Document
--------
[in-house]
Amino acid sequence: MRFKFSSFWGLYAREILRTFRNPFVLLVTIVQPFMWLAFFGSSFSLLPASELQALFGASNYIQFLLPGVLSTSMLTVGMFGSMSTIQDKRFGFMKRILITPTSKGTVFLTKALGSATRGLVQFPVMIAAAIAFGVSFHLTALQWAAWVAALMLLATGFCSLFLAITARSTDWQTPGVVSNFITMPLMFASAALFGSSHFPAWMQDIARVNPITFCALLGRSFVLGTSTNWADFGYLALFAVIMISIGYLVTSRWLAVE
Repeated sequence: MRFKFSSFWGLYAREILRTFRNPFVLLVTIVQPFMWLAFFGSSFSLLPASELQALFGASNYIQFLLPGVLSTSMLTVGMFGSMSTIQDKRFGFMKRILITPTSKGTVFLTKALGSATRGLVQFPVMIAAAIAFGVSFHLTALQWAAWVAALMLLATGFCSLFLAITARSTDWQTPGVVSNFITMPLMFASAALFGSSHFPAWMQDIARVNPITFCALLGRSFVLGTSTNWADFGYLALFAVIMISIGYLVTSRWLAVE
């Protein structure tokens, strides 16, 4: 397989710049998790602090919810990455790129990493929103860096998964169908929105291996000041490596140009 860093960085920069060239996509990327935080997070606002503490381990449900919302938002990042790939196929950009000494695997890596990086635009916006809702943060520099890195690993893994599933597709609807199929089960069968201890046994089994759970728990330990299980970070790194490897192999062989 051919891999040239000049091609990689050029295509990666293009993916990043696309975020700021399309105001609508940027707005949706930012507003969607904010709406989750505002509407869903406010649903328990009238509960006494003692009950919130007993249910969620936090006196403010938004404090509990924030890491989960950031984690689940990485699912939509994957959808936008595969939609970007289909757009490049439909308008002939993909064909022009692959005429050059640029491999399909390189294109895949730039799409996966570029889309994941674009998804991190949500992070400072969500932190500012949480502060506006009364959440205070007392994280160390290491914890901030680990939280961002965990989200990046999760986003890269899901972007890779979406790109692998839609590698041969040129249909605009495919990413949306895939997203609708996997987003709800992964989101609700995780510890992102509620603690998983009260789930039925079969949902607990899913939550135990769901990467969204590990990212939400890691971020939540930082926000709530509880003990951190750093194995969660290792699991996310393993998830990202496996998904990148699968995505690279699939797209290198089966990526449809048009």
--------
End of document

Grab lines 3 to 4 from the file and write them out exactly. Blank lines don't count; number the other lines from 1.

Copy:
Repeated sequence: MRFKFSSFWGLYAREILRTFRNPFVLLVTIVQPFMWLAFFGSSFSLLPASELQALFGASNYIQFLLPGVLSTSMLTVGMFGSMSTIQDKRFGFMKRILITPTSKGTVFLTKALGSATRGLVQFPVMIAAAIAFGVSFHLTALQWAAWVAALMLLATGFCSLFLAITARSTDWQTPGVVSNFITMPLMFASAALFGSSHFPAWMQDIARVNPITFCALLGRSFVLGTSTNWADFGYLALFAVIMISIGYLVTSRWLAVE
């Protein structure tokens, strides 16, 4: 397989710049998790602090919810990455790129990493929103860096998964169908929105291996000041490596140009 860093960085920069060239996509990327935080997070606002503490381990449900919302938002990042790939196929950009000494695997890596990086635009916006809702943060520099890195690993893994599933597709609807199929089960069968201890046994089994759970728990330990299980970070790194490897192999062989 051919891999040239000049091609990689050029295509990666293009993916990043696309975020700021399309105001609508940027707005949706930012507003969607904010709406989750505002509407869903406010649903328990009238509960006494003692009950919130007993249910969620936090006196403010938004404090509990924030890491989960950031984690689940990485699912939509994957959808936008595969939609970007289909757009490049439909308008002939993909064909022009692959005429050059640029491999399909390189294109895949730039799409996966570029889309994941674009998804991190949500992070400072969500932190500012949480502060506006009364959440205070007392994280160390290491914890901030680990939280961002965990989200990046999760986003890269899901972007890779979406790109692998839609590698041969040129249909605009495919990413949306895939997203609708996997987003709800992964989101609700995780510890992102509620603690998983009260789930039925079969949902607990899913939550135990769901990467969204590990990212939400890691971020939540930082926000709530509880003990951190750093194995969660290792699991996310393993998830990202496996998904990148699968995505690279699939797209290198089966990526449809048009």